Agricultural soil denitrifiers possess extensive nitrite reductase gene diversity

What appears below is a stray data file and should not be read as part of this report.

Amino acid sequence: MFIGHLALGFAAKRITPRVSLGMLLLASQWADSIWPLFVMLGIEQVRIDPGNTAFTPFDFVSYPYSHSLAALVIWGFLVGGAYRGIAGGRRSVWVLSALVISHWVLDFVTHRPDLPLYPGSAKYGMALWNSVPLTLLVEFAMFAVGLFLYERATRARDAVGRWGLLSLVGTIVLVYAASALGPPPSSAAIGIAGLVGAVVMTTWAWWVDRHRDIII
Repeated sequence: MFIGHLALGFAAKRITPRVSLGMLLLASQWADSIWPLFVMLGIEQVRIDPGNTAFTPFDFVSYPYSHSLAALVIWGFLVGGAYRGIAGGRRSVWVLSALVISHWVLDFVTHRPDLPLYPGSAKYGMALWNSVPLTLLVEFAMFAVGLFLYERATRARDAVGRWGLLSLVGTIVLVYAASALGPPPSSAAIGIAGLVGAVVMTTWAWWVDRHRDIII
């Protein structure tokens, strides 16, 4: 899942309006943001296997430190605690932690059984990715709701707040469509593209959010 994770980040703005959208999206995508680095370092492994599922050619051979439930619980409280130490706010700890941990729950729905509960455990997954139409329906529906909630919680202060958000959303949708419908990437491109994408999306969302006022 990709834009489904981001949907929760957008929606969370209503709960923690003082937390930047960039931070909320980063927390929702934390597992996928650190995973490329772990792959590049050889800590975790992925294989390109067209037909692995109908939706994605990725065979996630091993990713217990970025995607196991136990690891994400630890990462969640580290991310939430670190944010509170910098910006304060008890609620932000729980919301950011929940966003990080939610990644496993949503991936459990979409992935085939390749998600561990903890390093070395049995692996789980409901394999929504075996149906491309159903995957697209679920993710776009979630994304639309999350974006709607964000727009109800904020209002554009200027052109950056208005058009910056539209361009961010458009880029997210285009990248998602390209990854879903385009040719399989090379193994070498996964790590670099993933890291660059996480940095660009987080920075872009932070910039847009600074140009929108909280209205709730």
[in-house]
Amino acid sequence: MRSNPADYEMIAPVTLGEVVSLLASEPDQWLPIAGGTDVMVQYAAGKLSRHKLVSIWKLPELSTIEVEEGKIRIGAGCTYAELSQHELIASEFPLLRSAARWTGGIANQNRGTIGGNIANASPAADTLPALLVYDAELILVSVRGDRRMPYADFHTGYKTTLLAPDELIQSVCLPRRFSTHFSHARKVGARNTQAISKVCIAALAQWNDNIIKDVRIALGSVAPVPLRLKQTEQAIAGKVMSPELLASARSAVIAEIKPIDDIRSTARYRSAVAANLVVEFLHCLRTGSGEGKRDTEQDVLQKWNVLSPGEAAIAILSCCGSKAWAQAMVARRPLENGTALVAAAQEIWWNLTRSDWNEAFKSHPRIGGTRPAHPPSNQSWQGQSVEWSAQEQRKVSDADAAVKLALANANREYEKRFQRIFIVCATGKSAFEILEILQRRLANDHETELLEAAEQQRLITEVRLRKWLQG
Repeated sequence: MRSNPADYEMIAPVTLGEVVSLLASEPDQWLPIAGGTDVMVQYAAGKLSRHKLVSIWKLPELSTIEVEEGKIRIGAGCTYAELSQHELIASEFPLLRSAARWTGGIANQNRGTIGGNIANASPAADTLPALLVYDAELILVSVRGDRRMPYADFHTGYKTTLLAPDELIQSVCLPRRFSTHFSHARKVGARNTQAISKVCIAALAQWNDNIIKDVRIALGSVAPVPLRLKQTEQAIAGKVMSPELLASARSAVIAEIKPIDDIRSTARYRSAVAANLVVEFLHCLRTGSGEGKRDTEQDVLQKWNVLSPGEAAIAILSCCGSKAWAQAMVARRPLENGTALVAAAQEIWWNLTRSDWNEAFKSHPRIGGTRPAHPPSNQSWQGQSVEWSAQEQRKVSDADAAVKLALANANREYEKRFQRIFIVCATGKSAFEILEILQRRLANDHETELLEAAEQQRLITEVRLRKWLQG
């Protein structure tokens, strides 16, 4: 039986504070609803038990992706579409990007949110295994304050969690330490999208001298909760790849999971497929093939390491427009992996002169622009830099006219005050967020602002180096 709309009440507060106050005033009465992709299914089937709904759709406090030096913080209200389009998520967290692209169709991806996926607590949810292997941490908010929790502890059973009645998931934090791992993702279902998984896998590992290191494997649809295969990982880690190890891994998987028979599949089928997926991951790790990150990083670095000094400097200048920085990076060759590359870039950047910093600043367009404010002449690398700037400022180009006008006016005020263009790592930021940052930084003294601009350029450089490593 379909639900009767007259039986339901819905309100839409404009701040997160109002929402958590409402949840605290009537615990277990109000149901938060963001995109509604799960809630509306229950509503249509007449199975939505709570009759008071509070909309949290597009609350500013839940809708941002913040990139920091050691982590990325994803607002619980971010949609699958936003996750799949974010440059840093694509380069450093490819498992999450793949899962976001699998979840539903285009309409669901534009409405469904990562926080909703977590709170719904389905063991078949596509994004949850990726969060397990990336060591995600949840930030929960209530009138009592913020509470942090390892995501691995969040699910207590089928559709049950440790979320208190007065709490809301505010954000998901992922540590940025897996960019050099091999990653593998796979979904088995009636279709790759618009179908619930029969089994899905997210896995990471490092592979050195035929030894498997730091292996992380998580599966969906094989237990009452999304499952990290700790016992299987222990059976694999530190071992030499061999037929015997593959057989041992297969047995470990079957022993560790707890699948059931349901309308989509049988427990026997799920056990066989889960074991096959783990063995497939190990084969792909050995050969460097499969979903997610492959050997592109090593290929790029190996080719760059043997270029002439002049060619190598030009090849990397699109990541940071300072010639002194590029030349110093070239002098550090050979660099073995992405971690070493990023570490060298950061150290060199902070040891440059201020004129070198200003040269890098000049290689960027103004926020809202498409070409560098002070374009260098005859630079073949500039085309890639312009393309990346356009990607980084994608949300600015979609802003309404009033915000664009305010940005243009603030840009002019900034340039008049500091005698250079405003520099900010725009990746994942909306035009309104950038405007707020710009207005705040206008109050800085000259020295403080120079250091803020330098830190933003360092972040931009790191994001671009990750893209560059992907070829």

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Denitrification transforms nitrogen applied as fertilizer and emits N2 O, which is a potent greenhouse gas. Very little is known about the identities of abundant and active denitrifiers in agricultural soils. We coupled DNA stable-isotope probing (DNA-SIP) with flow-through reactors (FTRs) to detect active agricultural soil denitrifiers. The FTRs were incubated with nitrate and 13 C6 -glucose under anoxic conditions and sampled at multiple time points. Labelled DNA from active microorganisms was analyzed by 16S rRNA gene fingerprinting, amplicon and shotgun metagenomic sequencing. Taxonomic representation of heavy fractions was consistent across sites and time points, including Betaproteobacteria (71%; Janthinobacterium, Acidovorax, Azoarcus and Dechloromonas), Alphaproteobacteria (8%; Rhizobium), Gammaproteobacteria (4%; Pseudomonas) and Actinobacteria (4%; Streptomycetaceae). Most nitrite-reductase reads from heavy DNA annotated to the copper-containing form (nirK). Assigned taxonomies of active denitrifiers based on reads matching the nirK gene were comparable to those obtained through nitric oxide (norB) and RNA polymerase (rpoB) annotations but not the nitrous oxide reductase gene (nosZ). Analysis of recovered metagenomes from heavy DNA demonstrated extensive nirK sequence family diversity, including novel taxonomic groups that are not captured by existing primers.
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